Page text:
6. My only comment on the VTR250 (my wife has had one for a few months) is that from a learner perspective it does have the issue that all V-Twins have and that is fairly strong engine breaking which can be a bit daunting at times...But other than that yeah, as a learner bike it is good; lightweight, low seat height, no fairing (get some Oggy Knobs though), nice seating position, friendly HP curve....

    I wouldn't say it'd be a bike you would keep longer than required though - as my wife now says "this thing is gutless" (but most 4 stroke 250's are!).

  7. Yeah ive found that with my vtr250 the rear tire will slip out with engine breaking ever so often, due to my early learning phases getting better. But shes starts ever time,easy to clean, enough guts, sounds like a gun (till i heard my mates cbr600rr anyways), cheaper insurance, which basically sold it to me. But any bike you buy your gonna love til you try something better, lol. But the vtr250 definenately has my approval. Go the twin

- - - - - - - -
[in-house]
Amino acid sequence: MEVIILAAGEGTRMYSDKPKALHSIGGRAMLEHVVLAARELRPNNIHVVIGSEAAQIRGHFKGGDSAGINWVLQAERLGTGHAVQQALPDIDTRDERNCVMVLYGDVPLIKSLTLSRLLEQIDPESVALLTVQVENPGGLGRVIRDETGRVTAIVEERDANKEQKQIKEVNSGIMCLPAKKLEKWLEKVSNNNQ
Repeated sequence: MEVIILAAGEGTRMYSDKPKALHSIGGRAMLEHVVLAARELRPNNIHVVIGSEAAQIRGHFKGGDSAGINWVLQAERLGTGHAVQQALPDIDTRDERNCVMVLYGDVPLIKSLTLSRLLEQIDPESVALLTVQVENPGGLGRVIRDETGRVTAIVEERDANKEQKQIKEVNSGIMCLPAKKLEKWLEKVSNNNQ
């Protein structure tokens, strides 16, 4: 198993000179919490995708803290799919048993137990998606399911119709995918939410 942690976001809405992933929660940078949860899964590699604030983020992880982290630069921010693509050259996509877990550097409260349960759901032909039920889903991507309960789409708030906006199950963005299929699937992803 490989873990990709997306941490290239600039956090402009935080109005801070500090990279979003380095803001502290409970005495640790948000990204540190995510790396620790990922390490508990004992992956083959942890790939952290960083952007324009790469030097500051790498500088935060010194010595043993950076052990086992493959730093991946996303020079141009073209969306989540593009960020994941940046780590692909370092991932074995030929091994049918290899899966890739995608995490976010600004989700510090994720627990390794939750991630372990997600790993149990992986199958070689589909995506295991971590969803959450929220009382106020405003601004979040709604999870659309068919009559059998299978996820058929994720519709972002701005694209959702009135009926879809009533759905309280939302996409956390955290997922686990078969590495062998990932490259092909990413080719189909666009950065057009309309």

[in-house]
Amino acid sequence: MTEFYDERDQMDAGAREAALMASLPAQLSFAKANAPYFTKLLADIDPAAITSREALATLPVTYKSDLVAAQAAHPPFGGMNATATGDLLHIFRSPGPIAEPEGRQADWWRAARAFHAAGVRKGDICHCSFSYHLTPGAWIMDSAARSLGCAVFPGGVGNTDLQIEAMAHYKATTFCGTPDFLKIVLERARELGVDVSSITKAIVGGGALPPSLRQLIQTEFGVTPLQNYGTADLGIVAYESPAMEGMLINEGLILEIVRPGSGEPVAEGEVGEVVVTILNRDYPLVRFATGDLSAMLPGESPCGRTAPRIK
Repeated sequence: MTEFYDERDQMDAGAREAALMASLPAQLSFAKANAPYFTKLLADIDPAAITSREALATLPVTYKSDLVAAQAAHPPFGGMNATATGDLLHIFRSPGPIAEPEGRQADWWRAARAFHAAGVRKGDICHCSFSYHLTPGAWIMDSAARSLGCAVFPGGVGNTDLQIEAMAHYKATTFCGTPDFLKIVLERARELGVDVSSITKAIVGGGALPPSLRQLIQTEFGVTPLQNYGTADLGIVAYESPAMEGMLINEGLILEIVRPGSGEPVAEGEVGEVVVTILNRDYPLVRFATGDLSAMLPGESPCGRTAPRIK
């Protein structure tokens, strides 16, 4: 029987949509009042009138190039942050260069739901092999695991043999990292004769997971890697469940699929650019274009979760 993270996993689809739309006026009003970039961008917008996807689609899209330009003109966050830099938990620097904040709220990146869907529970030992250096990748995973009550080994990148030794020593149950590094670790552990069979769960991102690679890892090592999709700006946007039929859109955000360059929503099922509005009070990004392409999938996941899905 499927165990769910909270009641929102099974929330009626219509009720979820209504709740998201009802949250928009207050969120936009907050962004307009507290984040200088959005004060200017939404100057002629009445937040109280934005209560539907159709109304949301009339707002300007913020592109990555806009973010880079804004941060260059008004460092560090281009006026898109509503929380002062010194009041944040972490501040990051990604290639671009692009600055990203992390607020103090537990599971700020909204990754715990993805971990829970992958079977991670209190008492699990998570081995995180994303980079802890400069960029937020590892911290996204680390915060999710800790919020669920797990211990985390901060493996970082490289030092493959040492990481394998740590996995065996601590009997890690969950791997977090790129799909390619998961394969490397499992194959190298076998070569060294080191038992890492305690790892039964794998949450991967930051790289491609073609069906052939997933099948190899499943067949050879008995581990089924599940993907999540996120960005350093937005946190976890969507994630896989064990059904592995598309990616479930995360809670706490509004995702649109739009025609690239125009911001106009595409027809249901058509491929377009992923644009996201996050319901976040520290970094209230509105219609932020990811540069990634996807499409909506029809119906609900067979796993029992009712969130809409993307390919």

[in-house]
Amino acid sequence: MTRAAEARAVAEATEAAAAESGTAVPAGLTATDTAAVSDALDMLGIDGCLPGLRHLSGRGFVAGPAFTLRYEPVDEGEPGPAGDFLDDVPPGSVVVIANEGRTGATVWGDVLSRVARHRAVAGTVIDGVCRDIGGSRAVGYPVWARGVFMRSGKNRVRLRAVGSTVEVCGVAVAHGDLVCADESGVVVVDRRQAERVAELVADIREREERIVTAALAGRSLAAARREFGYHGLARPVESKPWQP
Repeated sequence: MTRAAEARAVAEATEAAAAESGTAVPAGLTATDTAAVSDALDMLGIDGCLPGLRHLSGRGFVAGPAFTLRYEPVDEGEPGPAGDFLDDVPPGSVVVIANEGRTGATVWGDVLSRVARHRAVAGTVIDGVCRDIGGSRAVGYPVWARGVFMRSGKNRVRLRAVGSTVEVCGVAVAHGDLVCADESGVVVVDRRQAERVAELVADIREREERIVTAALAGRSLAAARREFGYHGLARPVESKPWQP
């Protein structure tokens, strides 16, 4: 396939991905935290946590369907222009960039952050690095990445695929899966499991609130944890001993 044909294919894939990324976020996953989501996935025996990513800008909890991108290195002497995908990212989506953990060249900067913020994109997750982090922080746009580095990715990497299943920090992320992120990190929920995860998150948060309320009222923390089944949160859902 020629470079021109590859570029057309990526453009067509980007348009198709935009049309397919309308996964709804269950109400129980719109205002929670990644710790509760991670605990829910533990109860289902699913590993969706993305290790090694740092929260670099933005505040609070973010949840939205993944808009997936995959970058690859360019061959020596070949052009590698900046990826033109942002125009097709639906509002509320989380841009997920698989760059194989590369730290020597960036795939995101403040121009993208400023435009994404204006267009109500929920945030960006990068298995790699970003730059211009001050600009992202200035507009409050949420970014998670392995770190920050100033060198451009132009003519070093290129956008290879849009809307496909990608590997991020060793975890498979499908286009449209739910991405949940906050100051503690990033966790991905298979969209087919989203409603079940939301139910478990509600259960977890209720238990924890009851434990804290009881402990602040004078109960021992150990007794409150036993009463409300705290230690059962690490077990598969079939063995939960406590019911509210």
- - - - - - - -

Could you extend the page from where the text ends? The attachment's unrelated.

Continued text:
8. I managed to find a good 1996 Aussie Import CBR250RR for $5000... absolute bargain. I find it's a good bike to learn on, nice and steardy to ride and enough get up and go to power away from most dangerous situations that may arrise. Though not too powerful that it could buck you off if you pull on the throttle too hard.

    I come from a background of dirt bikes and moving onto the CBR as my first road bike on my L's is definitely a good starter.
  9. I also grabbed myself a CBR250RR '92 for close to the $5k mark and I am very happy with it too.

    I had a ZZR 250, bought it new in 2000 and it was ok... safe.. ran well.. but it had no guts at all, i found myself in tricky situations I couldn't be agile enough speedwise, I didn't like it and sold it in 2001.

    Recommendations for first bike, to avoid some "life lessons" so to speak:

    Check sprockets and chain for wear, you can tell there is a worn chain by:

    Sprockets stretched (not smooth curve, but elongated).

    Check for droppage, scraped / damaged brake / clutch levers, obviously scraped fairings with cracks, always feel aftermarket stickers to see if they are covering up damage.